Oklahoma football: Are Sooners worthy of place on Mt. Rushmore of college football?

circa 1960: Mount Rushmore in Dakota where four presidents' faces have been sculptured out of the rocks, known as the Shrine Of Democracy. (Photo by Keystone/Getty Images)
circa 1960: Mount Rushmore in Dakota where four presidents' faces have been sculptured out of the rocks, known as the Shrine Of Democracy. (Photo by Keystone/Getty Images) /

The coming season marks the 125th in the history of Oklahoma football, and the college game itself will celebrate 150 years of history this fall.

That is a historic timeline that outdates every Sooner fan alive today and everyone reading this article. Many extraordinary teams and individual players and coaches have graced the 150-year history of college football.

If you arrived on Earth just 10 years ago, you would be hard pressed not to crown Alabama as the face of college football and perhaps the greatest team of all time. That’s what a blinder’s view of history will do for you: What have you done for me lately?

It’s relatively easy to single out the Crimson Tide as the best team of the current decade and probably several others, as well. After all Alabama won three national championships in the 1960s and three more in the 1970s.

The Mount Rushmore of college football

But what if the task was much broader than that? What if you were commissioned to develop a Mount Rushmore-like national monument dedicated to college football and there was only enough room to recognize four college programs — the four schools that have stood out the most and made the greatest impact all-time on the game of college football.

What criteria would you use to identify the potential candidates and work through a selection process: all-time wins, conference crowns, national championship appearances, national championship titles, No. 1 rankings, Heisman Trophy winners? Probably all of the above and then some.

If it was all about wins, Michigan (953 since 1859) would jump to the front of the list. Ohio State, Texas and Alabama would also be up there, but would need three or four more season to catch the Wolverines.

If you look solely at national championships, Alabama tops the list with 13 recognized national titles; Notre Dame has seven, Ohio State six. Michigan owns 42 conference championships, Ohio State checks in with 40.  Ohio State and Notre Dame each have won seven Heismans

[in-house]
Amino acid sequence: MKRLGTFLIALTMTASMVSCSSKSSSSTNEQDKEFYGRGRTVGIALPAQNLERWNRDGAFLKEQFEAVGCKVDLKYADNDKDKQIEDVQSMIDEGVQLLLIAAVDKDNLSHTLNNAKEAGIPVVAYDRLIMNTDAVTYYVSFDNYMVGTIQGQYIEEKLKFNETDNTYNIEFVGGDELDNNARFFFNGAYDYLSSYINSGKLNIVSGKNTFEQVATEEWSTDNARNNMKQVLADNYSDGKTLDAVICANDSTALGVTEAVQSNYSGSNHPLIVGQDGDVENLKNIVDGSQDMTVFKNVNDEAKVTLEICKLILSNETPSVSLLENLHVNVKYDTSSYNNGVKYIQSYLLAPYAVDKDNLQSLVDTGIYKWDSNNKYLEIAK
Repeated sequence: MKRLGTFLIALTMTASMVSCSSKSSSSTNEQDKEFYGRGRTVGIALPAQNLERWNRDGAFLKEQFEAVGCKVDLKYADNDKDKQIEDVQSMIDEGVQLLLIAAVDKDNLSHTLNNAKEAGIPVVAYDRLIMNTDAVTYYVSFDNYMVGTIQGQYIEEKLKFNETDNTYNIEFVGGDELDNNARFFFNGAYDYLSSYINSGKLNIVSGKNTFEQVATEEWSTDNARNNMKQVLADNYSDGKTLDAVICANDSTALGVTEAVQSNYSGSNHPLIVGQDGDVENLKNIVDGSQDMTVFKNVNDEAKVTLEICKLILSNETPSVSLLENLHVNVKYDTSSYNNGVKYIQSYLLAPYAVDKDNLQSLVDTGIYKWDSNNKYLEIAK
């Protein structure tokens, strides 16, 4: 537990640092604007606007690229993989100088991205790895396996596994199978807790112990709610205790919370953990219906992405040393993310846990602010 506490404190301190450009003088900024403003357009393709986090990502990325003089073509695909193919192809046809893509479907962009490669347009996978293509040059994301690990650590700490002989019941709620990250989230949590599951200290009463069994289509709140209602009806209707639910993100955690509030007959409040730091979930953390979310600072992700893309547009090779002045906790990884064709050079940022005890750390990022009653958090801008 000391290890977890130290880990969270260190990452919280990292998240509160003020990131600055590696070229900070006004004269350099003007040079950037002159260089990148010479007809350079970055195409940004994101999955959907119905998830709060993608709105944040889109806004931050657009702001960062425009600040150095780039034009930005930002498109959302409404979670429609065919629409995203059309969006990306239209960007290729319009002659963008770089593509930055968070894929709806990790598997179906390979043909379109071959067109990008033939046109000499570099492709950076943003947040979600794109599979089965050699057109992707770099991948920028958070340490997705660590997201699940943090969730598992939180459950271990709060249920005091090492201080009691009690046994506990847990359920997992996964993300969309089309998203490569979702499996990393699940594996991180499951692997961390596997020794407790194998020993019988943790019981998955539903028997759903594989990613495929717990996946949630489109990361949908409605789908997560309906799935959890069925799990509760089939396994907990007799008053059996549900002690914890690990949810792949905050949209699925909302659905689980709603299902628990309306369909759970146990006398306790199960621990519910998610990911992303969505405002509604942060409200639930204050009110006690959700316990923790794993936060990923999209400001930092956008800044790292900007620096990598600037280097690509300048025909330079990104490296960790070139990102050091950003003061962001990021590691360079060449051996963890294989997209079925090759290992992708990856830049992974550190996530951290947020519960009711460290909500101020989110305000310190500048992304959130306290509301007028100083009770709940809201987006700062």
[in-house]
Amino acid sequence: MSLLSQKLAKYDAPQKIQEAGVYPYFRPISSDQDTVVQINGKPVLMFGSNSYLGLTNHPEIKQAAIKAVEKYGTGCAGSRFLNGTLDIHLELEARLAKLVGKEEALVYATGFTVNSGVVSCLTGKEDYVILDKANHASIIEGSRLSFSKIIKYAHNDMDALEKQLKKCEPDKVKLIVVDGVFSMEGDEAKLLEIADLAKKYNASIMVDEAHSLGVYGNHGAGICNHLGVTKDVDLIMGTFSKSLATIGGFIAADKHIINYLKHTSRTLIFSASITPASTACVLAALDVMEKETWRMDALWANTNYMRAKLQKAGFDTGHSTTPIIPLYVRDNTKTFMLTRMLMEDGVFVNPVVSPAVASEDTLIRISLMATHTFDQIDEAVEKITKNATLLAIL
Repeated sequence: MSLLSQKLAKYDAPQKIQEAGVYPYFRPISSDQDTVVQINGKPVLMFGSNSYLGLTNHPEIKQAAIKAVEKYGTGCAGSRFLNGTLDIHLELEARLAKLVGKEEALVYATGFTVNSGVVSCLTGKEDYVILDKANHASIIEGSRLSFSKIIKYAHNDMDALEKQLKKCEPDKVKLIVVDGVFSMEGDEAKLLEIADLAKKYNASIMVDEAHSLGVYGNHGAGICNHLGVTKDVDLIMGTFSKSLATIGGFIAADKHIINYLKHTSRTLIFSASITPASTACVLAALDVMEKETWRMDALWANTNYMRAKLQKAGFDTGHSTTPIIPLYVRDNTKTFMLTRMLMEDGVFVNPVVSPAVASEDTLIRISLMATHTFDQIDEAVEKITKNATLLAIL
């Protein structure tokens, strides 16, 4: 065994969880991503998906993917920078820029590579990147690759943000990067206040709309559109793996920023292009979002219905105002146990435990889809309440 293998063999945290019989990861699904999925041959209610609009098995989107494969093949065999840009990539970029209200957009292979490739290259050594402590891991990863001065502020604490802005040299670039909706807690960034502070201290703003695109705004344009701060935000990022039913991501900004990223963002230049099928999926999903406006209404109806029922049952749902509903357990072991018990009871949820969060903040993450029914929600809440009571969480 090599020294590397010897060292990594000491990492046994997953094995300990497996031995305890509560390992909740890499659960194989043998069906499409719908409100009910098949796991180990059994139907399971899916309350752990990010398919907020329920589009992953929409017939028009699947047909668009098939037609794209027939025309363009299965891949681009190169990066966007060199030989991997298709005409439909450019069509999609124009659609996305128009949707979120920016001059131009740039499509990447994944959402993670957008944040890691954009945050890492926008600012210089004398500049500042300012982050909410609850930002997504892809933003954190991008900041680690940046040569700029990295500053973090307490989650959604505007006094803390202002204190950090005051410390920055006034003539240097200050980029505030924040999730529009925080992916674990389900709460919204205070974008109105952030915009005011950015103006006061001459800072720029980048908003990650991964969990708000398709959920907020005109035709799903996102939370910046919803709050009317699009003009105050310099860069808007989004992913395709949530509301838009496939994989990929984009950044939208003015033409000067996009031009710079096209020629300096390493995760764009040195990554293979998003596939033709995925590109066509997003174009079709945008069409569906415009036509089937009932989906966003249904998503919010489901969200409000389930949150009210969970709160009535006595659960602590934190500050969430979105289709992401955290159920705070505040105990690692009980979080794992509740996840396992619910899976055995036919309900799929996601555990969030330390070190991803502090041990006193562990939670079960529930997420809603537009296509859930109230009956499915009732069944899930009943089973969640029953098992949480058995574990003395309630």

The case for Oklahoma

Oklahoma features prominently in each of the aforementioned categories. But is that enough to get them sculpted in stone.

OU started playing football in 1895, five years after the school was founded and 12 years before it became a state. The Sooners rise to national prominence in football, however, did not really come about until after World War II in the Bud Wilkinson era.

The Sooners were one among many on the college landscape for their first 53 years. They won seven conference titles prior to 1947, but did not make their first postseason bowl appearance until the 1939 Orange Bowl (outside of the Rose Bowl, the major New Year’s bowls did not come into existence until the 1930s).

Oklahoma Sooners Football
Oklahoma Sooners Football /

Oklahoma Sooners Football

Oklahoma may have been somewhat of a late bloomer in terms of its rise to powerhouse status among the college football blue bloods, but beginning in the 1950s, the Sooners loudly made their presence known with a grand leap to the college football national spotlight.

Except for a string of highly disappointing football seasons in the 1990s, the Sooners have not been out of the national spotlight. For the past seven decades, Oklahoma has been one of most recognized programs in college football.

As we’ve noted in several recent articles, no team has scored more points than the Sooners (35,793) in the history of college football. Oklahoma’s 884 wins ranks seventh all-time, but the team’s 652 wins since 1946 is No. 1 in the nation by a sizeable margin. Alabama is the next closest with 609, followed by Ohio State (608).

The Sooners have seven national championships, tied for the third most among Football Bowl Championship teams, and 48 conference championships (41 since 1947), including four consecutive Big 12 titles and 12 in the 23-history of the conference. The 48 conference titles are the most among Power Five teams. Oklahoma’s seven Heisman Trophy winners is tied with Notre Dame and Ohio State for the most by any school.

It’s also pertinent to note that the Sooners own the longest college football winning streak at 47 games (1953-57), an NCAA record that’s not likely to be broken.

If that’s not enough to make a strong case for OU’s inclusion among the four biggest names in college football’s illustrious history, compelling in 2016 the Associated Press came out with an All-time College Football Top 100. The Sooners were ranked No. 2 behind Ohio State. Notre Dame was No. 3.

No college team has been ranked in the top five in the 83 years of the Associated Press Top 25 Poll than Oklahoma.

Which schools should represent the face of college football on its 150th anniversary?

So, who’s in and who’s not in our fantasized Mount Rushmore of college football supremacy?

Here are the teams, in no particular order, that I believe have best cast their legacy as the four greatest programs in the 150-year history of the sport:

Ohio State


Notre Dame


Honorable mention: Michigan, Nebraska, Texas

Construction is set to commence at some undetermined future date.

Information for this article was sourced, in large part, from the 2019 Oklahoma Football Media Guide.